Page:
Friday, 13 July 2012

U.K. Investors Consider Investments in the Philippines

British business firms are looking at potential investment opportunities in the Philippines. In the last decade, the U.K. invested close to $10 billion in the Southeast Asian country, making it the largest foreign investor in the Philippines; during that time period. The next decade in Southeast Asia, also looks promising and some U.K. businesses, are looking to capitalize on it.

There are current and future opportunities in the country for investment in the transport sectors such as airports, railways and port infrastructures. With the impending expansion of the Panama canal due to be completed in 2014, the Philippines stands to benefit greatly from the expected increase in global trade.

In fact, the Pacific Rim countries are currently in a growth phase and have been since the turn of the century. The next phase in the new age in world trade will be ushered in by the new giant mega-ships that will be seen transporting shipping containers all around the globe. Many have already set sail, and countries all around the world are modifying their ports, to make them big enough to handle; bigger ships and more containers.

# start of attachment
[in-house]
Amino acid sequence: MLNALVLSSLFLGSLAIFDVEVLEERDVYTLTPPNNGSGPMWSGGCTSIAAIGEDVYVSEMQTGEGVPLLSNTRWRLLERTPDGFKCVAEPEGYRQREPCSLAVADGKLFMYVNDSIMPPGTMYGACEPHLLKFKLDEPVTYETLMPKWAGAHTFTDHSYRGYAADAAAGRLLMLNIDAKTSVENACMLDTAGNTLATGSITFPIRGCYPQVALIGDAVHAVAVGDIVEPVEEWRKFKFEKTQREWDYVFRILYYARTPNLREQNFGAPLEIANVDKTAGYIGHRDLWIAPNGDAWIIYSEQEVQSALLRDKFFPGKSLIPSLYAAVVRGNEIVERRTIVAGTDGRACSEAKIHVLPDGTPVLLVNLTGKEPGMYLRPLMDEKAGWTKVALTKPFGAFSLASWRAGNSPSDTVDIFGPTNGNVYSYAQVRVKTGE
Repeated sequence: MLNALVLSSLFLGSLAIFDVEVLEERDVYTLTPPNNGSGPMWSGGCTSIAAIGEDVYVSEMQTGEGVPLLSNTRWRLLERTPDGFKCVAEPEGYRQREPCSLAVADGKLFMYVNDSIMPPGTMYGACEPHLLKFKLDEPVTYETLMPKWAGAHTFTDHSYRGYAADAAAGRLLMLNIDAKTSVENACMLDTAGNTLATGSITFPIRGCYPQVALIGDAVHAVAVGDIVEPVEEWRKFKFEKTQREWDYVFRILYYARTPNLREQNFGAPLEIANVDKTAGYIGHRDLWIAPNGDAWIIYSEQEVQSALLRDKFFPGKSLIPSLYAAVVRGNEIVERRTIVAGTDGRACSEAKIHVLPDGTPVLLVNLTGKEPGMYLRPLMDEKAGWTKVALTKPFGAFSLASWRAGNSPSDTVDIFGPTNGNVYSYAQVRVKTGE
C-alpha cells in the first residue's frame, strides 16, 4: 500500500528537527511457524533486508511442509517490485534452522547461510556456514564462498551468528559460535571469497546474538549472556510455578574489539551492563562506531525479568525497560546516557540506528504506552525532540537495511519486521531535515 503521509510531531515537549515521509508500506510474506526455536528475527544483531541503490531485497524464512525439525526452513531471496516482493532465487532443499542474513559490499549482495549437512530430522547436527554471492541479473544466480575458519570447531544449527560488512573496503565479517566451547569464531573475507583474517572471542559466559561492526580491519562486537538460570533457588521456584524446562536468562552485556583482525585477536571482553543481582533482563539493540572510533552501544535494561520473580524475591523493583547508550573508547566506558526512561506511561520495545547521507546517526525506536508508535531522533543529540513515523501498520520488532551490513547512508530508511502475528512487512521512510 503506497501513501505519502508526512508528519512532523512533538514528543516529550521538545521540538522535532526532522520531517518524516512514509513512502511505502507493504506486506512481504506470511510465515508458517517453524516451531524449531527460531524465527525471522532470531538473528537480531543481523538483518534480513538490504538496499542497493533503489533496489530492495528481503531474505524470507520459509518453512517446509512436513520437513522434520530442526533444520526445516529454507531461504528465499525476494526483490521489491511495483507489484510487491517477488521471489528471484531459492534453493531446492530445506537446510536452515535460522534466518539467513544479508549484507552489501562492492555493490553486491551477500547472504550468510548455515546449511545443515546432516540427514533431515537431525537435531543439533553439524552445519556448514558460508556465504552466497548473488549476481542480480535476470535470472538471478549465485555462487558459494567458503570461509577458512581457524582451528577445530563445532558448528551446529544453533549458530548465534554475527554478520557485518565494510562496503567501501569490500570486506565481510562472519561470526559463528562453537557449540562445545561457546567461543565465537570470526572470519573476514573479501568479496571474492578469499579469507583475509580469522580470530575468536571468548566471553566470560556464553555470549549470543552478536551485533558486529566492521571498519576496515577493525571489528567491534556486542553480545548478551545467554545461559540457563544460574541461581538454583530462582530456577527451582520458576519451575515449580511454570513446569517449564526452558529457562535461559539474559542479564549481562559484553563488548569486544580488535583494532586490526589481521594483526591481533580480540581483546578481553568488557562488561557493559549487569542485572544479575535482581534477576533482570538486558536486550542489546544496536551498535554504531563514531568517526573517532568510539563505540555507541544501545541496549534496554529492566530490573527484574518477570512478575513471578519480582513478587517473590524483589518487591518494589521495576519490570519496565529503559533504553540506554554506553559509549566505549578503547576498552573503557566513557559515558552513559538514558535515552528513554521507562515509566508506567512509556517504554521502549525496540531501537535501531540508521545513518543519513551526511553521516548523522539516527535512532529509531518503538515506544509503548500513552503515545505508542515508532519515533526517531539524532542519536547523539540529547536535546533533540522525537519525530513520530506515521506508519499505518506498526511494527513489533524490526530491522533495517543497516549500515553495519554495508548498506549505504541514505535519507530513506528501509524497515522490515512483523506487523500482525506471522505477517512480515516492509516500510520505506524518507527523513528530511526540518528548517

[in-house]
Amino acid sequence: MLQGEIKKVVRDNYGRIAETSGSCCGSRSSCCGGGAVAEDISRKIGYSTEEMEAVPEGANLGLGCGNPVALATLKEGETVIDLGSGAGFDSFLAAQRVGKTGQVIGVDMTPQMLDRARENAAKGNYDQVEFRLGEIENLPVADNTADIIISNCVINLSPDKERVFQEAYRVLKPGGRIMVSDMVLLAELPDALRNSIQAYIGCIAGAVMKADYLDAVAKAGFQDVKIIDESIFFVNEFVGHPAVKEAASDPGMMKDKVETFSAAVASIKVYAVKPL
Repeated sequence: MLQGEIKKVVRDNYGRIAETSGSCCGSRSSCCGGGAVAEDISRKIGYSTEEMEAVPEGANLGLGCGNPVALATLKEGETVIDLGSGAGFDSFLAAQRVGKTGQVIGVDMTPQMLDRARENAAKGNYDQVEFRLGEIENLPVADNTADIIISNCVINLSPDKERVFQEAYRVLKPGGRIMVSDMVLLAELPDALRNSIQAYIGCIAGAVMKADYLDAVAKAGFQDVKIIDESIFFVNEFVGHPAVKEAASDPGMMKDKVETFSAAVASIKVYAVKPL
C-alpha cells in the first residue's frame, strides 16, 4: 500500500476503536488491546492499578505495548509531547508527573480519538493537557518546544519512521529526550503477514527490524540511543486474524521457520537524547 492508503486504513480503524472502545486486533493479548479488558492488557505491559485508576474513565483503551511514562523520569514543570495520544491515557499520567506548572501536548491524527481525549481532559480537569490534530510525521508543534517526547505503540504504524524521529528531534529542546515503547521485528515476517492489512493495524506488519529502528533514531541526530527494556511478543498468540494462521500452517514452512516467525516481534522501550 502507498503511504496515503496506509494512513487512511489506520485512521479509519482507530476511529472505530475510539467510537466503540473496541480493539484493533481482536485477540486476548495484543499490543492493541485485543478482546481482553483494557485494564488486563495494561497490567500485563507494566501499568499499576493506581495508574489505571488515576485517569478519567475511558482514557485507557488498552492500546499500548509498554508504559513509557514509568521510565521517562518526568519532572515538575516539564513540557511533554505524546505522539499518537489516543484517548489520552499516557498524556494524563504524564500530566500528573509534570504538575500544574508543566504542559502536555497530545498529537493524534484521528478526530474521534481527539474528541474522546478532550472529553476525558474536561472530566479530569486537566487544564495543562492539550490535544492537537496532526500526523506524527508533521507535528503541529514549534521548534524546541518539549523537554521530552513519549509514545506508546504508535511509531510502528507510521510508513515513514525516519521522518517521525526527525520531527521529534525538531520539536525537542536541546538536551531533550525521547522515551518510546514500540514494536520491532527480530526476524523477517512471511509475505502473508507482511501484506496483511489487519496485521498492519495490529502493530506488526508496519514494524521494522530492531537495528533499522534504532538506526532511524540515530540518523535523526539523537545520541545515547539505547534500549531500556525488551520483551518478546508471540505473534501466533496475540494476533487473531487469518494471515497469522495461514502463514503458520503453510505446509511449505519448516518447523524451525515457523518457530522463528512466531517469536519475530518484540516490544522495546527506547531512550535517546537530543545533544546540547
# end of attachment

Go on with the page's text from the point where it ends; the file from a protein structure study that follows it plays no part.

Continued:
The consumer demand globally is expected to continue to rise year after year with world trade barriers being modified and/or eliminated setting the stage for plenty of international opportunities for participating countries. One thing for certain, is that there will be a great demand for shipping containers, to ship the increase in cargo from factory to truck/train to ship to port to truck/train to consumer.

The shipping container industry looks bright. With the world-wide growing demand for consumer goods expected to increase annually, and the growth in the world's population continuing to increase, the market for shipping containers will reach 731 TEU’s; by 2017. Some analysts predict the world population will double within this next generation over 25 years to 14 billion. As the demand grows, so too must the supply of cargo containers, grow equally alongside.

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